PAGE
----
I will now go to the section of the bill that talks about the rail crossings. This is where I am a little concerned, because in the briefing that we received from the government they actually said that there was no knowledge in the department of how many private rail crossings there are. So in the bill in clause 7 they want to insert a division 1B after division 1A of part 4 of the Rail Management Act 1996 to provide for new powers for the secretary to close private crossings and acquire land adjoining private crossings where required and to provide for associated compensation processes.

Now, in the second-reading speech the minister said that there are very few or a limited number of private crossings, yet in the briefing what we heard was that there is no knowledge of that and they will only find that out as they do their due diligence. So these corridors on private land originate from a period when the rail corridor was first created. He went on to say that:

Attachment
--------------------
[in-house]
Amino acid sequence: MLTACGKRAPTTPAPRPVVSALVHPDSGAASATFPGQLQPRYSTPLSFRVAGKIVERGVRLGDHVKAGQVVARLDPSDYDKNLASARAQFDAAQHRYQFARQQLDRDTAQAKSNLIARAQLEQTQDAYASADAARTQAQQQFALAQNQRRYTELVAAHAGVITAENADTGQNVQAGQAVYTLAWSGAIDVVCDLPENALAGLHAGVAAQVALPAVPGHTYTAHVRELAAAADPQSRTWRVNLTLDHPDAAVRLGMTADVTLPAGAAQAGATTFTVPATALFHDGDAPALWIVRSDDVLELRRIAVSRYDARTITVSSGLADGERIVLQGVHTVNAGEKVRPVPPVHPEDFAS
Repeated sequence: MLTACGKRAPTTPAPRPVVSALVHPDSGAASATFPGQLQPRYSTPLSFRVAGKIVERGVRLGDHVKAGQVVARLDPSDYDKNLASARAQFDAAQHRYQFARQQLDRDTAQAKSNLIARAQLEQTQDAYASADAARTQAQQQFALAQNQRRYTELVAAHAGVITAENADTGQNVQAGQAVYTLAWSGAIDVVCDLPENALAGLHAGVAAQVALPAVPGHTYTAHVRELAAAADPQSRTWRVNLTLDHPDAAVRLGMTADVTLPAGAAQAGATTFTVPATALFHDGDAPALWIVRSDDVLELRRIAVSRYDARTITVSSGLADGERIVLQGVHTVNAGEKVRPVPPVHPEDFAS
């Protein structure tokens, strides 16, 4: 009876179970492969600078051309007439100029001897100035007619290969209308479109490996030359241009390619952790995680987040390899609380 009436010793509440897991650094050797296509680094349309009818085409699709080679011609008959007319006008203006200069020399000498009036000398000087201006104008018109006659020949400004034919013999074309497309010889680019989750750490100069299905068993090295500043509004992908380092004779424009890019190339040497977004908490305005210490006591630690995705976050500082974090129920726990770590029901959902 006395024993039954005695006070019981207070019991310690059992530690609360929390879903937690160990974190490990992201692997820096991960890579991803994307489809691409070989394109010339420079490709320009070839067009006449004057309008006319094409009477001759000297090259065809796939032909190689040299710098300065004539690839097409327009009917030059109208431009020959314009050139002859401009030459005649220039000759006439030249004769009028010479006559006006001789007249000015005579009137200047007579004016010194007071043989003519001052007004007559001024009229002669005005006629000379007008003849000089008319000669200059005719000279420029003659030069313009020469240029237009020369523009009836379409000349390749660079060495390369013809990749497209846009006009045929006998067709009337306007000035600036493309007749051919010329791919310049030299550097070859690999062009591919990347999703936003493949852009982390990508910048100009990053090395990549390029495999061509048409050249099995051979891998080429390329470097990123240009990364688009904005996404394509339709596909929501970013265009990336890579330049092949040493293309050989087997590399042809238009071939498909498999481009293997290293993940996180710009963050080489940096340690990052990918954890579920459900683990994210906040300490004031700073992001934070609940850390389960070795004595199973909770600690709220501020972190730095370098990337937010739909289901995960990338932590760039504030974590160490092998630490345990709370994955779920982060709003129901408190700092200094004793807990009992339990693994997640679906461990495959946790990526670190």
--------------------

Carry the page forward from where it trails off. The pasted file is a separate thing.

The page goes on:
The State will also be able to acquire surplus land, and the compensation process will include this land. Alternative access may—

so that is not a guarantee—

also be provided if it is feasible to do so.

This is really concerning. You have got farmers who have these private crossings on their land, and they will be absolutely implicated in any change and not necessarily aware of this.